Investor Sentiment Measures
Lily Xiaoli Qiu
Brown University – Department of Economics
Should you invest in cryptocurrencies? As with all investments, it depends on many factors. At the Morningstar Investment Conference on Thursday, Matthew Hougan of Bitwise, Tyrone Ross, Jr. of Onramp Invest and Annemarie Tierney of Liquid Advisors joined Morningstar's Ben Johnson to talk about portfolio allocations to cryptocurrencies. Q2 2021 hedge fund letters, conferences and Read More
University of California, Los Angeles (UCLA); National Bureau of Economic Research (NBER)
Our paper examines two potential proxies for investor sentiment – the closed end fund discount (CEFD) and consumer confidence (CC). We can validate these proxies against a recently available more direct proxy for investor sentiment from UBS/Gallup. We find that the CEFD has no correlation with the UBS/Gallup survey, while the consumer confidence index does. The latter correlation would likely not be observed if either the consumer confidence index or the UBS/Gallup survey were not measures of some form of generic sentiment.
This direct validation is not dependent on a price role for sentiment in financial markets. Going further, our paper finds that only consumer confidence but not the closed-end fund discount plays a robust role in financial market pricing. Changes in consumer confidence can explain the excess returns on small decile stocks. The pathway does not seem to operate only through the real underlying economy (consumption and corporate profits), and it is unaffected by controlling for a measure of CEO confidence changes.
Our evidence satisfies a necessary condition for a behavioral perspective (DeLong/Shleifer/Summers/Waldmann 1990), but it is not a sufficient condition. Absent quantitative predictions by either the behavioral or the classical perspective about the exact influence of sentiment/confidence, empirical evidence cannot reject either.
The behavioral theory of DeLong, Shleifer, Summers, and Waldmann (1990) predicts that noise trader sentiment can persist in financial markets. They argue that changes in noise trader sentiment must be difficult to predict to avoid arbitrage. Assets that are disproportionally exposed to noise trader risk are both riskier and have to offer an extra return premium. In sum, the theory predicts that sentiment can influence security pricing under two necessary conditions:  the assets are held predominantly by sentiment (noise) traders, and  transaction costs are high enough to prevent systematic arbitrage by arbitrageurs.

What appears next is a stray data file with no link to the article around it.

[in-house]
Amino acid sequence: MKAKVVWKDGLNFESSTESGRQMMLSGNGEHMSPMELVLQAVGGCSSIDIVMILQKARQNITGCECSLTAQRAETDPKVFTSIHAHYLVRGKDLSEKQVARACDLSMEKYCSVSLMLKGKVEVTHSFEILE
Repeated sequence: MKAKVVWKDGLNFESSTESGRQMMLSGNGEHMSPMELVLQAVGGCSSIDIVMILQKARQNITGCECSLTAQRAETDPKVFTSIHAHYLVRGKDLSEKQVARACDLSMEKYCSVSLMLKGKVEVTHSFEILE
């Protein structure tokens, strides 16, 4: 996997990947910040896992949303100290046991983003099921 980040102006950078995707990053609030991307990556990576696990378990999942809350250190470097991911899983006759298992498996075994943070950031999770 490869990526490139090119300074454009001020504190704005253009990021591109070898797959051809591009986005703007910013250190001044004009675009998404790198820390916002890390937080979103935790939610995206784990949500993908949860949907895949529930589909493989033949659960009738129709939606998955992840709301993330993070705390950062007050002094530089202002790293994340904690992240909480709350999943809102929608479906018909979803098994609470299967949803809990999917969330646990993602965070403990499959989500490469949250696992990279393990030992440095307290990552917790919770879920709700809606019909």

Lee, Shleifer, and Thaler (1991), henceforth LST, first explore the empirical implications of this theory by assuming that noise traders are individual investors. Because individual investors were already known to disproportionally hold closed-end funds (henceforth, CEF), LST interpret the closed-end fund discount (henceforth, CEFD) as a (negative) sentiment factor. Lee, Shleifer, and Thaler (1991) then wring further implications and empirical support from this insight. Their most important implication is that decreases in the CEFD (i.e., more optimism) should be positively correlated with the returns of assets that are disproportionally held by noise sentiment traders. LST identify the smallest decile of firms as such. They find that small firms outperform large firms when the CEFD decreases.
Although Lee, Shleifer, and Thaler (1991) discount other possible factors determining the CEFD, first and foremost agency (transaction) costs, they concede that multiple factors are likely to influence the CEFD. Ross (2005) explores these factors in more detail and argues that transaction costs are more important than LST realized. In any case, the behavioral and the transaction cost views of the closed-end fund discount are not mutually exclusive. Moreover, Spiegel (1997) and Berk and Stanton (2004) have recently proposed a rational explanation for some of the time-pattern in the CEFD, although neither focuses on the correlation between the extreme size decile return spread and sentiment.
Interest in the CEFD as a sentiment index has not waned. Indeed, Lee, Shleifer, and Thaler (1991) has been a seminal paper, both in the novelty of its ideas and its subsequent impact: as of March 2004, a quick citation search yields over 100 cites to it. A search in SSRN shows that “investor sentiment” finds 53 matches, compared to 78 for the phrase “APT.” If anything, investor sentiment has become a subject of more intense interest. The CEFD remains the only widely used proxy of investor sentiment, and is itself a component in some other measures of investor sentiment, though all of these have remained fairly boutique.
See full article here